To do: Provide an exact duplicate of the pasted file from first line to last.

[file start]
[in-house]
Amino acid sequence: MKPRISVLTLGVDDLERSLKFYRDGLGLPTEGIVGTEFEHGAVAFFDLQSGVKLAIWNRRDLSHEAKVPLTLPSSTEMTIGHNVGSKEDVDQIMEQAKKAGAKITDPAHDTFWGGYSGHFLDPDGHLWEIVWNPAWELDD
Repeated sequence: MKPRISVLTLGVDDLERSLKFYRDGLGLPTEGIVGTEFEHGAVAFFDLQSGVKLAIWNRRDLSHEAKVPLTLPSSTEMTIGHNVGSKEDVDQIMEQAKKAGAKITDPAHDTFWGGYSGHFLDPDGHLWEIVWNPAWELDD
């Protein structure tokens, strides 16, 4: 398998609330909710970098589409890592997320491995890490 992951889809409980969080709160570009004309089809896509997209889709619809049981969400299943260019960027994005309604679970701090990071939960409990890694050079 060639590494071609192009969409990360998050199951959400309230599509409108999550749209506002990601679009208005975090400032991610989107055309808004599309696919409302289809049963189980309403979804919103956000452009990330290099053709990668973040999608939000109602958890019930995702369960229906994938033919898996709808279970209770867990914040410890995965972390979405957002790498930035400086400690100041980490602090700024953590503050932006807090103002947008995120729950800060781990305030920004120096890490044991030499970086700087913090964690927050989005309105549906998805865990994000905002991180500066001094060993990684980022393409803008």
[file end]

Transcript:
[in-house]
Amino acid sequence: MKPRISVLTLGVDDLERSLKFYRDGLGLPTEGIVGTEFEHGAVAFFDLQSGVKLAIWNRRDLSHEAKVPLTLPSSTEMTIGHNVGSKEDVDQIMEQAKKAGAKITDPAHDTFWGGYSGHFLDPDGHLWEIVWNPAWELDD
Repeated sequence: MKPRISVLTLGVDDLERSLKFYRDGLGLPTEGIVGTEFEHGAVAFFDLQSGVKLAIWNRRDLSHEAKVPLTLPSSTEMTIGHNVGSKEDVDQIMEQAKKAGAKITDPAHDTFWGGYSGHFLDPDGHLWEIVWNPAWELDD
């Protein structure tokens, strides 16, 4: 398998609330909710970098589409890592997320491995890490 992951889809409980969080709160570009004309089809896509997209889709619809049981969400299943260019960027994005309604679970701090990071939960409990890694050079 060639590494071609192009969409990360998050199951959400309230599509409108999550749209506002990601679009208005975090400032991610989107055309808004599309696919409302289809049963189980309403979804919103956000452009990330290099053709990668973040999608939000109602958890019930995702369960229906994938033919898996709808279970209770867990914040410890995965972390979405957002790498930035400086400690100041980490602090700024953590503050932006807090103002947008995120729950800060781990305030920004120096890490044991030499970086700087913090964690927050989005309105549906998805865990994000905002991180500066001094060993990684980022393409803008």